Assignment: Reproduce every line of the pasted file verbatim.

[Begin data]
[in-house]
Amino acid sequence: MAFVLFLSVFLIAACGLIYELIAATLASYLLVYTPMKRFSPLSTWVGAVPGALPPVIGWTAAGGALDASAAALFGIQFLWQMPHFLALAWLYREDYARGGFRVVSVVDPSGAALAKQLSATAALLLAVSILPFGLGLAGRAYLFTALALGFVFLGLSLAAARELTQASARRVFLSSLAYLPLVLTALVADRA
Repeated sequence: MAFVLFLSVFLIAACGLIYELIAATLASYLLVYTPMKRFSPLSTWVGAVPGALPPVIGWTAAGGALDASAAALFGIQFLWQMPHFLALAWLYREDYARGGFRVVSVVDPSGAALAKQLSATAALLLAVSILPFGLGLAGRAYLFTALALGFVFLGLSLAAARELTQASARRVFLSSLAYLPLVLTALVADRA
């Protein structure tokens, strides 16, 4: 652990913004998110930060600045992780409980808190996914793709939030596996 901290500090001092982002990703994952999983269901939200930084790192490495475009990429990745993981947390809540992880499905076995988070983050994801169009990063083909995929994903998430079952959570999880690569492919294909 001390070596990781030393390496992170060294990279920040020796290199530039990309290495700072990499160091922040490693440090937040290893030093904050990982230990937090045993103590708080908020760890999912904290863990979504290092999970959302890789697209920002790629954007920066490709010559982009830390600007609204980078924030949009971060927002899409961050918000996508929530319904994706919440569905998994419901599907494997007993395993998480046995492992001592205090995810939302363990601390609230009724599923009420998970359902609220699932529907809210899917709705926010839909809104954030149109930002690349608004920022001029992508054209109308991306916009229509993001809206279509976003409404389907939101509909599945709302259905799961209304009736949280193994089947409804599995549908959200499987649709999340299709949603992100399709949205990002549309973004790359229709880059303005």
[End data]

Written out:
[in-house]
Amino acid sequence: MAFVLFLSVFLIAACGLIYELIAATLASYLLVYTPMKRFSPLSTWVGAVPGALPPVIGWTAAGGALDASAAALFGIQFLWQMPHFLALAWLYREDYARGGFRVVSVVDPSGAALAKQLSATAALLLAVSILPFGLGLAGRAYLFTALALGFVFLGLSLAAARELTQASARRVFLSSLAYLPLVLTALVADRA
Repeated sequence: MAFVLFLSVFLIAACGLIYELIAATLASYLLVYTPMKRFSPLSTWVGAVPGALPPVIGWTAAGGALDASAAALFGIQFLWQMPHFLALAWLYREDYARGGFRVVSVVDPSGAALAKQLSATAALLLAVSILPFGLGLAGRAYLFTALALGFVFLGLSLAAARELTQASARRVFLSSLAYLPLVLTALVADRA
């Protein structure tokens, strides 16, 4: 652990913004998110930060600045992780409980808190996914793709939030596996 901290500090001092982002990703994952999983269901939200930084790192490495475009990429990745993981947390809540992880499905076995988070983050994801169009990063083909995929994903998430079952959570999880690569492919294909 001390070596990781030393390496992170060294990279920040020796290199530039990309290495700072990499160091922040490693440090937040290893030093904050990982230990937090045993103590708080908020760890999912904290863990979504290092999970959302890789697209920002790629954007920066490709010559982009830390600007609204980078924030949009971060927002899409961050918000996508929530319904994706919440569905998994419901599907494997007993395993998480046995492992001592205090995810939302363990601390609230009724599923009420998970359902609220699932529907809210899917709705926010839909809104954030149109930002690349608004920022001029992508054209109308991306916009229509993001809206279509976003409404389907939101509909599945709302259905799961209304009736949280193994089947409804599995549908959200499987649709999340299709949603992100399709949205990002549309973004790359229709880059303005």